By Sasha Nimmo
Australia’s National Health and Medical Research Council (NHMRC) answered questions from Greens, Centre Alliance and Labor senators at Senate Estimates budget hearings. Senator Griff asked if they would add experts in biomedical research to the ME and CFS advisory committee. Senator Steele-John asked if it would be concerning if a member of the panel thought that ME or CFS patients could be cured by aqua aerobics. Senator Watt asked if the NHMRC will specify criteria or guidelines to be used in the studies it funds.
Prof Anne Kelso, CEO of the NHMRC, was asked about how the Myalgic Encephalomyelitis and chronic fatigue syndrome advisory committee was selected, since nominations were not sought. She believes it is a good mix on the committee, after the NHMRC asked the advice of medical colleges and patient organisations.
“We have formed an expert committee which is made up of people with a particular interest in this sort of issue and with the type of clinical and biomedical skills that are necessary to understand the type of clinical situation,” said Prof Kelso.
When Senator Griff asked if the NHMRC would consider adding members with biomarker and molecular experience, given the importance of biomedical research and the limited experience of the committee, Prof Kelso said she would need to take the question on notice. He noted that on the USA’s equivalent committee, all members have biomedical research expertise.
Prof Kelso said there were two experts, Prof Sonya Marshall-Gradisnik and Prof Andrew Lloyd with research experience, saying he has a ‘long term interest in the relationship between virus infections and chronic fatigue syndromes and is a clinical immunologist and would have a very good understanding of this area.’ While Lloyd has received much of the NHMRC’s funding for CFS research, he has said 90 percent of his work has nothing to do with CFS, it is mostly hepatitis C, and the work he does do on CFS is to rollout CBT and GET training despite the evidence against it.
Senator Griff asked if they sought public expressions of interest for the committees. Prof Kelso said no, but it was possibility and certainly worth considering.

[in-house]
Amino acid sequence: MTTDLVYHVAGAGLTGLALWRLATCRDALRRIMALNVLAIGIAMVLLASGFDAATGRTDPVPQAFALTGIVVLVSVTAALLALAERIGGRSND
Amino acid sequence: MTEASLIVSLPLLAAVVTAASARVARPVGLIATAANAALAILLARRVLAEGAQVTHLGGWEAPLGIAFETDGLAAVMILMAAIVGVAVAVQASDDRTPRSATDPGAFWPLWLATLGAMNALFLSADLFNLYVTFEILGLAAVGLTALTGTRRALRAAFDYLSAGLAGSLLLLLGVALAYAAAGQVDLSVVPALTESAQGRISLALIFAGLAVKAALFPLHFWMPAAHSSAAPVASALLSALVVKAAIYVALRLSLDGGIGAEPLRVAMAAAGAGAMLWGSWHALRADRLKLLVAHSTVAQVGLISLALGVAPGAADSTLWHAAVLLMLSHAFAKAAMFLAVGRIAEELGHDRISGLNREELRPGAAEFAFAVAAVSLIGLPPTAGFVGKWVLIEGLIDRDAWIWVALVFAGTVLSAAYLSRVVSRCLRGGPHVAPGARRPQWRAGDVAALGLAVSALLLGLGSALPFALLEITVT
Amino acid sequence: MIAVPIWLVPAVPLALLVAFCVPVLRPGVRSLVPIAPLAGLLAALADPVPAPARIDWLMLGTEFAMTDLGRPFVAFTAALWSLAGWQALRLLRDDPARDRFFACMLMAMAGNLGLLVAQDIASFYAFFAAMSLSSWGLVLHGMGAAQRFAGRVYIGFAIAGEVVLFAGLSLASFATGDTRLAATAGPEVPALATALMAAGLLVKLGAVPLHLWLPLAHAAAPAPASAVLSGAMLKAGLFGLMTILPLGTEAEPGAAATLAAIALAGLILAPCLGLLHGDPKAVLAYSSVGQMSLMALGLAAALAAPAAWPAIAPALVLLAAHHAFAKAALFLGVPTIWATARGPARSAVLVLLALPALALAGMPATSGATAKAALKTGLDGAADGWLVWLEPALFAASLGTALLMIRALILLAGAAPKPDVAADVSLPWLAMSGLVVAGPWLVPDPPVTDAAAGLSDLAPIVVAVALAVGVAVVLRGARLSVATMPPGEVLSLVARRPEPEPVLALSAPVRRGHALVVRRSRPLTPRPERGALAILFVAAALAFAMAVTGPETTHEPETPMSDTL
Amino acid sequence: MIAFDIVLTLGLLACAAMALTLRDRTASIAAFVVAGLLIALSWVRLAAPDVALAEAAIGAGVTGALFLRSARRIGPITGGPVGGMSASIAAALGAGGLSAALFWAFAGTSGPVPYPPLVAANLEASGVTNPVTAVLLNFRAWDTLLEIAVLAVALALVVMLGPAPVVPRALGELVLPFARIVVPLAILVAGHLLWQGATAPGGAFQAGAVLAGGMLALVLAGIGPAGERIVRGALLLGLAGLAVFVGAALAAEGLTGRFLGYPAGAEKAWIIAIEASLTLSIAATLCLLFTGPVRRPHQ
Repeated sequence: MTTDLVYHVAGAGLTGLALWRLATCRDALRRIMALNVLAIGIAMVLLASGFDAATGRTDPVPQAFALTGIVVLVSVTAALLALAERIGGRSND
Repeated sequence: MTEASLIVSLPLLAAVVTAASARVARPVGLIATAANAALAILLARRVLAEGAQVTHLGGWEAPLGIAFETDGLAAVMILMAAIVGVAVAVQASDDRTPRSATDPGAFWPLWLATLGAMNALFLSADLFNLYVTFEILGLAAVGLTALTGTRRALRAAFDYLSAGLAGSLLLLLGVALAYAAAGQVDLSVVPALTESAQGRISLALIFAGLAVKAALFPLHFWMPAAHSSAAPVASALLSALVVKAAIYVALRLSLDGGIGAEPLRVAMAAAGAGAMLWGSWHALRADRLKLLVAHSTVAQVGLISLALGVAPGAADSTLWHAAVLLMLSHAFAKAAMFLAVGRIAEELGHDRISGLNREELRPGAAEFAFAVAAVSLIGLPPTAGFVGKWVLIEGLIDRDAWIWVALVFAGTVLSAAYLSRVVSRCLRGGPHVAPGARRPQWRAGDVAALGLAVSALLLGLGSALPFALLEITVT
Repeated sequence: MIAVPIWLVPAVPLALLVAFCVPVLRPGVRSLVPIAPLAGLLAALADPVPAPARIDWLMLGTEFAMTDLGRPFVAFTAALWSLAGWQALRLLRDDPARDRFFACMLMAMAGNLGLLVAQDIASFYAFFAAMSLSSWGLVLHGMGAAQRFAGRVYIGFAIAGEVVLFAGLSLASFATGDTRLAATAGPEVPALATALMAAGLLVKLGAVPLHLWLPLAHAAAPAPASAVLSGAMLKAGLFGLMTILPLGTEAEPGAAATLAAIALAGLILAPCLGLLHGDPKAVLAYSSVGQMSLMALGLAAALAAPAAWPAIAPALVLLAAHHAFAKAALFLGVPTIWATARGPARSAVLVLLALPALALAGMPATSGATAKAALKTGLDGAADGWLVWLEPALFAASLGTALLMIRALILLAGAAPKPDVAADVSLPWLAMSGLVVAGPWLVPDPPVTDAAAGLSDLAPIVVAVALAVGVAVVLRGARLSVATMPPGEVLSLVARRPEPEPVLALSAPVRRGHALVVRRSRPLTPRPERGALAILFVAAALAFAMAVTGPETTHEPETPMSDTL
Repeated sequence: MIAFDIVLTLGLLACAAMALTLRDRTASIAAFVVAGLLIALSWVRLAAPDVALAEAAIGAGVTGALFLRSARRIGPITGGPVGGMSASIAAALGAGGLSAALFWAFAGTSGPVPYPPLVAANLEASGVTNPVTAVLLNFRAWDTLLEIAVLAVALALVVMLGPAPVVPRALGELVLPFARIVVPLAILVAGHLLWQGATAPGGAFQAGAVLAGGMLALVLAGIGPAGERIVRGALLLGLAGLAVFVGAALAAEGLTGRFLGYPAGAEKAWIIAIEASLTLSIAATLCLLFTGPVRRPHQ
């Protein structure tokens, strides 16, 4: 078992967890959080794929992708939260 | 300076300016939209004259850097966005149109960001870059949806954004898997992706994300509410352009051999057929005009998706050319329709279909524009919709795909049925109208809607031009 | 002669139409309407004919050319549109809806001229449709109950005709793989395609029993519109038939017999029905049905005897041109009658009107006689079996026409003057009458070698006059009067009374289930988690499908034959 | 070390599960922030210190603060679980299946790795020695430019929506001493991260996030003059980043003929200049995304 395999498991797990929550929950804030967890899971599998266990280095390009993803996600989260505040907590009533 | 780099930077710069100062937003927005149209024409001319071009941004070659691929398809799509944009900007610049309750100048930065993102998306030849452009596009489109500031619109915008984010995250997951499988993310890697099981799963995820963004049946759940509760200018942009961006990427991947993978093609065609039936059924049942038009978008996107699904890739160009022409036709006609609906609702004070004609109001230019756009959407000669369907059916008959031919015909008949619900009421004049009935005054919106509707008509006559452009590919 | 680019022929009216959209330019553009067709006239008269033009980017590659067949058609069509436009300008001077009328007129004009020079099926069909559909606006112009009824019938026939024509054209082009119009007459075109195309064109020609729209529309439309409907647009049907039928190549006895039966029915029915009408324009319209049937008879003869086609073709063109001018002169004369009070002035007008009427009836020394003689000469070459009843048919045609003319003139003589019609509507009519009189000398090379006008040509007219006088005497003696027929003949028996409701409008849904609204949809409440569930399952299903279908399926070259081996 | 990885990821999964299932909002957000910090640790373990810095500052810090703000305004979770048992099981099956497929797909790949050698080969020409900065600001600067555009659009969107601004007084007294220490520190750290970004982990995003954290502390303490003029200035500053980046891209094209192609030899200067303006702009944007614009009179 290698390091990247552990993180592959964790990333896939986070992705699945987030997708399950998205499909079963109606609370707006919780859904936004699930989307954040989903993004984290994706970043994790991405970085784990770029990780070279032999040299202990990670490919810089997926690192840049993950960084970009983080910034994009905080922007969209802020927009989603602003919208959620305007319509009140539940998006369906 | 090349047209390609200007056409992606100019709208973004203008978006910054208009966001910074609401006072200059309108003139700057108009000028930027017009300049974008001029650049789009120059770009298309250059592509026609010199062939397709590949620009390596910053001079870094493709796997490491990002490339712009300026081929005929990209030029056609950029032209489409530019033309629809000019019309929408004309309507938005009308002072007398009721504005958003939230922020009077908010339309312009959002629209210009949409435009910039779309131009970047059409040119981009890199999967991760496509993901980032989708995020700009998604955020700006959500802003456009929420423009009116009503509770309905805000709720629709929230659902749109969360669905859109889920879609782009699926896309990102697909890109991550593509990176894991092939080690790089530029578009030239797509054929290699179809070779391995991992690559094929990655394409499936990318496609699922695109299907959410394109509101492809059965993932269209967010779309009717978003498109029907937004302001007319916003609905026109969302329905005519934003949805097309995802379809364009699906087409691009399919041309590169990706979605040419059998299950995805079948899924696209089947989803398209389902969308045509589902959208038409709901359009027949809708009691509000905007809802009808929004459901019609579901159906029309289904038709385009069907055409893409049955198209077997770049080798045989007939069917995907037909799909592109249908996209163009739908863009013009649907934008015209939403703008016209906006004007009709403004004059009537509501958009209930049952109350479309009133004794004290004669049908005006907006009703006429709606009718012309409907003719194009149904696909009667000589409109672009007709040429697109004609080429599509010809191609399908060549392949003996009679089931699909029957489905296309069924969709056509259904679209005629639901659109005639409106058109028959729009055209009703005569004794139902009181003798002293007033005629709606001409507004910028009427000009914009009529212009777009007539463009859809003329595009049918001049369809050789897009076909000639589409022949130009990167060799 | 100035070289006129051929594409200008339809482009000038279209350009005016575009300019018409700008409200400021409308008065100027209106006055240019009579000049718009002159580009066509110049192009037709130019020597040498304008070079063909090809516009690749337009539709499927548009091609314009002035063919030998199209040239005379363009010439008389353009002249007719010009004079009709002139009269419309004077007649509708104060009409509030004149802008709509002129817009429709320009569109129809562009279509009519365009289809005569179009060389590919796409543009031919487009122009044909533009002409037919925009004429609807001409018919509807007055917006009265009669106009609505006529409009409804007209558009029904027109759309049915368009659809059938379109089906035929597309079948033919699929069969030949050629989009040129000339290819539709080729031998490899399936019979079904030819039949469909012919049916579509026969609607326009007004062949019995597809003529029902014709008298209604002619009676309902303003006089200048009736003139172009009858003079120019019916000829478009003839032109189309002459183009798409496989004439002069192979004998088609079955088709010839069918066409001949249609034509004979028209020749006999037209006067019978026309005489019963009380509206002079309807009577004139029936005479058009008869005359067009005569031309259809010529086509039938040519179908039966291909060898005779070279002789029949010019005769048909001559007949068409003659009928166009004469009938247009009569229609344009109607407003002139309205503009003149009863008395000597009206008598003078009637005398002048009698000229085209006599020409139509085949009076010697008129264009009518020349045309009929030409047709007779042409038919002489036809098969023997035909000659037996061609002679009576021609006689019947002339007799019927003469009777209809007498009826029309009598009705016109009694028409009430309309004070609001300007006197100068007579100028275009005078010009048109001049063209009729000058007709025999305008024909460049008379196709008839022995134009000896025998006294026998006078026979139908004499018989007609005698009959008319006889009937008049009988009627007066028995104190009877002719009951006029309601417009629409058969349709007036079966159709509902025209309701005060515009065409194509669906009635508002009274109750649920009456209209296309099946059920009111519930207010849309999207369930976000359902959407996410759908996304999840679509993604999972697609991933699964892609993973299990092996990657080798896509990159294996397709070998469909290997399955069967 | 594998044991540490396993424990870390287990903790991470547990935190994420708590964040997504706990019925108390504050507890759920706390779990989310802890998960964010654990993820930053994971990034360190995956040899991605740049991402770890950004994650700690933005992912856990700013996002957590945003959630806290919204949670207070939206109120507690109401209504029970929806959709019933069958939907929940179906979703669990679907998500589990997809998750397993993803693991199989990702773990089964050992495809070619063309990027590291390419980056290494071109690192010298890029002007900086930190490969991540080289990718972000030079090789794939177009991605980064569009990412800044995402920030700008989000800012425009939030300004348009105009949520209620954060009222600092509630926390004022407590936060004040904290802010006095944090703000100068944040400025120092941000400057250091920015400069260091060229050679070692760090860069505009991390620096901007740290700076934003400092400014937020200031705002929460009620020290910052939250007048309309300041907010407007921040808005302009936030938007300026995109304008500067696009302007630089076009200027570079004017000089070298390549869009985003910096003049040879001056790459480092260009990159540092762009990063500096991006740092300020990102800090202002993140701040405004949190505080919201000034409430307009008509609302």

Senator Watt asked, in writing, how the NHMRC planned to include the views of Australia’s leading scientists and clinicians. The NHMRC answered that they had an advisory committee of experts and referred him to the NHMRC’s website.
He asked about making the process more transparent. Again the NHMRC referred him to the same page of their website.
Psychological and physical ‘cures’
Senator Steele-John also raised the issue of the psychological and physical cures which is concerning to many people.
“Could I just ask you whether you would agree that it would be concerning if a member of the panel thought that ME or CFS patients could be cured by doing things like aqua aerobics?” asked Senator Steele-John, referring to committee member Assoc Prof Broadbent’s five week aqua aerobics trial, which she plans to expand.
“I am aware that it’s a controversial topic and that there are different views expressed about the contribution of different components, if you like, or different possible contributors to the symptoms. But this committee is working from the starting point that this is a real issue—it’s a real clinical issue that needs to be taken seriously. Its purpose is to provide advice to NHMRC about how we can best support research or guidelines or whatever is the most useful way that we can contribute to addressing this problem in a realistic way in the community.